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Indoor Air Quality and Your Basement

The movement to go green and conserve has gained momentum and attention to the point where the federal government offers tax credits to homeowners and businesses using green products to make improvements to their property and to reduce their carbon footprint. The idea of going green is not new but in our recent history, technology and science have increased awareness. Learn more on A-1 Certified Environmental Services, LLC.

We are making improvements to our homes in an effort to reduce our footprint, such as better ventilation of the roof, energy-efficient windows and doors and higher efficiency HVAC and filtering systems. We have tightly sealed our homes to save electricity and rising fuel costs, and our footprint has been diminishing. All of these things are good, but your home still has to breathe, and short of living in a bubble with some kind of Jules Verneian re-breathing unit, the air you breathe inside has to come from outside … and what’s in it?

Using electronic filters and air purification systems can improve the quality of the indoor air, but the fact remains that the impurities that exist are airborne until they are filtered and therefore still present a risk, and do you consider all the sources of these impurities?

Your basement may well be the “sleeping giant” in this initiative to improve indoor air quality. It has been said, “There are two kinds of basements …… those leaking, and those leaking.” Patching cracks and filling holes is an expected part of home ownership, but few of us consider sealing the basement properly in order to keep out what is.

Weeping walls, leaking rod holes and standing water from base and footing change allow moisture to reach the home, which increases moisture and spawns mold (which becomes airborne before filtering) and significantly reduces indoor air quality (increasing health risks). Another invisible culprit affecting the air you breathe in your home is radon gas. Radon is a natural gas produced from oxidation of the soil. The amount of radon in the soil is geographically dependent, but it exists in all soil. It [Radon] is a carcinogenic, odourless, colorless radioactive gas.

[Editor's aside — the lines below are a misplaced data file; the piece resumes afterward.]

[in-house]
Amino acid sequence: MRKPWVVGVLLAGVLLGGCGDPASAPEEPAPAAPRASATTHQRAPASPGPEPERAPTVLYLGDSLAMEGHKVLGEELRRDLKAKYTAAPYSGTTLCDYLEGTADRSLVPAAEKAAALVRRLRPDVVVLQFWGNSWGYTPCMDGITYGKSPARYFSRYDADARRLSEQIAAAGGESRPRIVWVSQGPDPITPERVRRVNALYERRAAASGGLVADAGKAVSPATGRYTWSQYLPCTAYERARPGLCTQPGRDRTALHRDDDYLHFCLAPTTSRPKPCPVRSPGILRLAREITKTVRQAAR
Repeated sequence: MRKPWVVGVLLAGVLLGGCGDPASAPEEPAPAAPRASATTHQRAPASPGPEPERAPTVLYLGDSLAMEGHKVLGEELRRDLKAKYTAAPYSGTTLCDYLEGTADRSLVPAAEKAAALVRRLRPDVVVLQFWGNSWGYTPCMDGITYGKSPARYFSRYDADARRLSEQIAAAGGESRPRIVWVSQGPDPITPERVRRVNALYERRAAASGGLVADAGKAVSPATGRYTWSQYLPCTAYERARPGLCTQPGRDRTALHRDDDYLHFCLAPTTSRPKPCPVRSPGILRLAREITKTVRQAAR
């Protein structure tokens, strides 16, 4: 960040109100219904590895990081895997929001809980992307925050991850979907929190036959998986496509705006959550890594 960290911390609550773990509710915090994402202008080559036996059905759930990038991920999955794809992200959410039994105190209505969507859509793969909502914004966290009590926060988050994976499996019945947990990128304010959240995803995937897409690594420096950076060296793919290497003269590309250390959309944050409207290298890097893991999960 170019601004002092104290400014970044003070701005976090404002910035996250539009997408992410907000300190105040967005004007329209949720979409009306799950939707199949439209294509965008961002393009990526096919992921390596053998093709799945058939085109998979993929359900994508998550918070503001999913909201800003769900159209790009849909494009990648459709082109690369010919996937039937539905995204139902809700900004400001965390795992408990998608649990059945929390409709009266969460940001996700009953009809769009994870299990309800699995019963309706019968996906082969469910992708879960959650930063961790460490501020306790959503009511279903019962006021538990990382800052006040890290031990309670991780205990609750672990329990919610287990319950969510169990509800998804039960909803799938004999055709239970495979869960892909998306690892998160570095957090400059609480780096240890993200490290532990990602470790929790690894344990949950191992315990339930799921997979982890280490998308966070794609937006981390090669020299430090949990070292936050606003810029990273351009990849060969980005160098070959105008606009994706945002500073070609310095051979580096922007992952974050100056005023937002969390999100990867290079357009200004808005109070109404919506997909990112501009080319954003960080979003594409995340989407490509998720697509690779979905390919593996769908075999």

The first line of protection against mold , mildew and Radon gas is proper sealing of your basement. You can test your home for radon gas (or get it tested), and there are devices available to seal off the gas from your living room. Illinois based manufacturer Emecole manufactures and distributes a variety of cellar sealing products specifically designed to mitigate radon gas. For your area you can find a professional, licensed contractor who can check your basement and seal it off.

If you are considering finishing your basement to gain living space, you should first “prefabricate” it by properly sealing it against infiltration of moisture and gas. If you simply wish to improve the quality of the indoor air, do not ignore the basement. The cleaner the air that comes in, the fewer airborne impurities, the less you have to work with your filters and the easier you can breathe.